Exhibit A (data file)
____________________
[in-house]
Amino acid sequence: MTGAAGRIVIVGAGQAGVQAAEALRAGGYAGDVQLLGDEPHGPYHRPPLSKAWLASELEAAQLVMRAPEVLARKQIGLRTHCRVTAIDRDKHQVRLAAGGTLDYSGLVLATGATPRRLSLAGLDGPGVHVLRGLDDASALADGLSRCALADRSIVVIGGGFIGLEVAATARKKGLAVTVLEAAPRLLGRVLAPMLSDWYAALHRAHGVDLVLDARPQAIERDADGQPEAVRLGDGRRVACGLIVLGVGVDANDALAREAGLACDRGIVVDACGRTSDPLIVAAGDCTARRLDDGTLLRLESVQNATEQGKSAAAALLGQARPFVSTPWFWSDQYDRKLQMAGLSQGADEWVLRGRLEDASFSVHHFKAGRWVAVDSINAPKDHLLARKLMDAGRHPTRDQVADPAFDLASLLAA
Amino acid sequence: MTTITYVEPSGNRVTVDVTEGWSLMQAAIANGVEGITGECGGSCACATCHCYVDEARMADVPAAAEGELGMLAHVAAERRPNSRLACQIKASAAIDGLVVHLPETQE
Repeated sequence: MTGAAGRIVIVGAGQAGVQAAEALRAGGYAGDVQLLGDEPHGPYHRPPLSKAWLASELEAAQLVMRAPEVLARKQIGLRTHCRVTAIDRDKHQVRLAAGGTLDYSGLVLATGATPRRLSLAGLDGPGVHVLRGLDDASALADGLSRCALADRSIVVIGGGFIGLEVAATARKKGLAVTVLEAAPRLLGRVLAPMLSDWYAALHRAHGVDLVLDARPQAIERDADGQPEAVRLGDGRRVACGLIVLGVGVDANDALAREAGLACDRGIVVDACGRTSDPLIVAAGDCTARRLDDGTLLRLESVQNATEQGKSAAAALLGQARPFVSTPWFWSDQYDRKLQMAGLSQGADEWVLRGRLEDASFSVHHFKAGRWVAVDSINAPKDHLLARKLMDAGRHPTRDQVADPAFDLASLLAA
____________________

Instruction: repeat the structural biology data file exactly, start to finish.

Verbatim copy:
[in-house]
Amino acid sequence: MTGAAGRIVIVGAGQAGVQAAEALRAGGYAGDVQLLGDEPHGPYHRPPLSKAWLASELEAAQLVMRAPEVLARKQIGLRTHCRVTAIDRDKHQVRLAAGGTLDYSGLVLATGATPRRLSLAGLDGPGVHVLRGLDDASALADGLSRCALADRSIVVIGGGFIGLEVAATARKKGLAVTVLEAAPRLLGRVLAPMLSDWYAALHRAHGVDLVLDARPQAIERDADGQPEAVRLGDGRRVACGLIVLGVGVDANDALAREAGLACDRGIVVDACGRTSDPLIVAAGDCTARRLDDGTLLRLESVQNATEQGKSAAAALLGQARPFVSTPWFWSDQYDRKLQMAGLSQGADEWVLRGRLEDASFSVHHFKAGRWVAVDSINAPKDHLLARKLMDAGRHPTRDQVADPAFDLASLLAA
Amino acid sequence: MTTITYVEPSGNRVTVDVTEGWSLMQAAIANGVEGITGECGGSCACATCHCYVDEARMADVPAAAEGELGMLAHVAAERRPNSRLACQIKASAAIDGLVVHLPETQE
Repeated sequence: MTGAAGRIVIVGAGQAGVQAAEALRAGGYAGDVQLLGDEPHGPYHRPPLSKAWLASELEAAQLVMRAPEVLARKQIGLRTHCRVTAIDRDKHQVRLAAGGTLDYSGLVLATGATPRRLSLAGLDGPGVHVLRGLDDASALADGLSRCALADRSIVVIGGGFIGLEVAATARKKGLAVTVLEAAPRLLGRVLAPMLSDWYAALHRAHGVDLVLDARPQAIERDADGQPEAVRLGDGRRVACGLIVLGVGVDANDALAREAGLACDRGIVVDACGRTSDPLIVAAGDCTARRLDDGTLLRLESVQNATEQGKSAAAALLGQARPFVSTPWFWSDQYDRKLQMAGLSQGADEWVLRGRLEDASFSVHHFKAGRWVAVDSINAPKDHLLARKLMDAGRHPTRDQVADPAFDLASLLAA